Ancient Byzantine Mosaics in 21st Century Churches

Mosaic under the dome of the Sovereign Church

Everyone entering the Sovereign Church of St Elisabeth Convent for the first time will be struck by the majestic beauty of its opalescent vaults. The interior of the church, decorated with mosaics, is the result of the long and meticulous work of the Convent’s mosaic artists. The mosaic images, made in accordance with Byzantine traditions, resemble the interior decoration of the churches of Constantinople and St Sophia Cathedral in Kiev.

It seems like the golden glow of smalt on the domed vaults carries a reflection of eternity, conducting the Divine light of heaven in our temporary world. Mosaic, as a symbol of eternity, is not just a metaphor. Its property to retain its original form for thousands of years is provided by materials and the ancient technique, both remaining unchanged for centuries. This makes the modern mosaicists our guides into the world of art, whose history is rooted in antiquity and is closely associated with the birth of Christian arts.

Mosaic element

A Brief Introduction to Byzantine Mosaic

Byzantine mosaic, as part of the cultural heritage of the Roman Empire, was primarily a form of church art. It began to be used as a technique for creating a holy image, even earlier than icon painting. The most ancient mosaic images surviving to this day date back to the 3rd-4th centuries.

The material used in laying out mosaics is called smalt. Smalt was also developed in Byzantium by melting glass with metal oxides (gold, mercury, or copper) added in different proportions. This process created a rich palette of colors, enabling an artist to lay out any image in the smallest detail. Smalt does not fade or deteriorate with age. The image retains its original shades throughout its existence. A similar technology is used for its production to this day.

Fragment of mosaic in Hagia Sophia, Istanbul

Images made of smalt are not realistic, but rather conventional and monumental, intended to convey the greatness of the Kingdom of Heaven.

Mosaics were often used for decorating the entire church interior, including domes, walls and vaults. The large scale images occupied areas, tens of square meters large. Each particle of smalt has a unique uneven surface, causing the image to flicker, when light hits it, and giving the mosaic its vibrant look. The features of Byzantine mosaics also include the use of a gold background and creating clear outlines for the elements of an image.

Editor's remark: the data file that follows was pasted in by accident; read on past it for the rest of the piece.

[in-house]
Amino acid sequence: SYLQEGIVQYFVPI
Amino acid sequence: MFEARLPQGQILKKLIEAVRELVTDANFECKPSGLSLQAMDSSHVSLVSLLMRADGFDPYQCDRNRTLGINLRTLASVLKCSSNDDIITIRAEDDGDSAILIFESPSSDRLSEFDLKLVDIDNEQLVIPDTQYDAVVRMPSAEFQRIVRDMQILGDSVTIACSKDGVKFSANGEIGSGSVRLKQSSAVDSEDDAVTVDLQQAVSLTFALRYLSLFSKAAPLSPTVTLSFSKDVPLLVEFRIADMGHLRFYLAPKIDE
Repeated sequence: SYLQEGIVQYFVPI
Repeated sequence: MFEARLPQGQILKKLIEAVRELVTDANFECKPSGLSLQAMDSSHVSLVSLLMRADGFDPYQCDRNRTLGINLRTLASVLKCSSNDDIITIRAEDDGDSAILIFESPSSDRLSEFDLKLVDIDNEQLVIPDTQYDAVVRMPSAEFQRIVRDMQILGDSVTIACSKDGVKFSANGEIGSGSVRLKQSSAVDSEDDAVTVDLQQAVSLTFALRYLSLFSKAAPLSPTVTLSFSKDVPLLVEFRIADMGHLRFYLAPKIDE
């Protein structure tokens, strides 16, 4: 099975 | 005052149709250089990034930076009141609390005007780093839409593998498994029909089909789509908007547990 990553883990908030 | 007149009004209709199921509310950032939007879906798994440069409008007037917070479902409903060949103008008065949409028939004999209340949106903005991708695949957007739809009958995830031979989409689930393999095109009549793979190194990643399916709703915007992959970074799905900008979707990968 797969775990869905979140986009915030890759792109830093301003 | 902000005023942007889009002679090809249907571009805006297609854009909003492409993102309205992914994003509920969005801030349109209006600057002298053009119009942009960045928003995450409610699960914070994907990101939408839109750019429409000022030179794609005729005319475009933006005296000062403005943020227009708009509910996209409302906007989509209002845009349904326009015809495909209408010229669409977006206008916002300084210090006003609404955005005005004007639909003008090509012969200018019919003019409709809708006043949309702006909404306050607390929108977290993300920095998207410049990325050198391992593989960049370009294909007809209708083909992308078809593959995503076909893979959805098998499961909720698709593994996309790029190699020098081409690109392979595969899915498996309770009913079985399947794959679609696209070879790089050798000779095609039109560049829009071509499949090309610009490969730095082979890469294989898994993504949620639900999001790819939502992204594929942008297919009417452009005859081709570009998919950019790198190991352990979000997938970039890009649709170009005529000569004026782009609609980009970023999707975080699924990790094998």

Modern Mosaic

Today the traditions of the ancient Byzantine art are continued by the workshop of St Elisabeth Convent. Besides the Convent itself, their mosaics can be seen in many churches in Belarus, Russia, Ukraine, Greece, Montenegro, and other countries, including even South Africa.

Creating a mosaic in the Dochiariou monastery on Mount Athos

The smooth operation of the workshop is provided with joint efforts. A mosaic begins with the development of a sketch, which is then printed in full size. The outlines of the future image are then laid out using pieces of smalt, crushed with a specialized tool and adjusted to match the required size and shape. The work is divided between several mosaicists, each responsible for his own area (vestments, facial images, backgrounds etc.)

The individual pieces are first laid out on plasticine with the help of tweezers. Then, after the color palette of each image is adjusted, it becomes transferred onto a special-purpose mortar called lime gesso. Since ancient times, gesso has been used in church interior decoration, as well as in icon painting. The composition of the gesso used in mosaics contains components that have remained unchanged for thousands of years. These ingredients include lime, quartz sand, brick chips, bovine bile, chicken eggs and flax.

The whole image or its fragments are finally transferred onto a wall. Sometimes mosaic elements have to be compiled into a final image right on the site, making the work more difficult, especially when it needs to be done on high-altitude vaulted surfaces (e. g. under a dome). 

The main goal of the Convent’s mosaicists is to preserve and convey to the beholder the eternal spiritual values. According to the artisans’ personal testimonies, their work contains a constant contact with the Sacred and a personal meeting with God. Aspiring for perfection, an artist puts all his spiritual zeal and love into his work. If he succeeds, a person contemplating it will be certain to sense his effort.

About the author

Ann Globa - translator and Orthodox correspondent, member of The Catalog of Good Deeds team.

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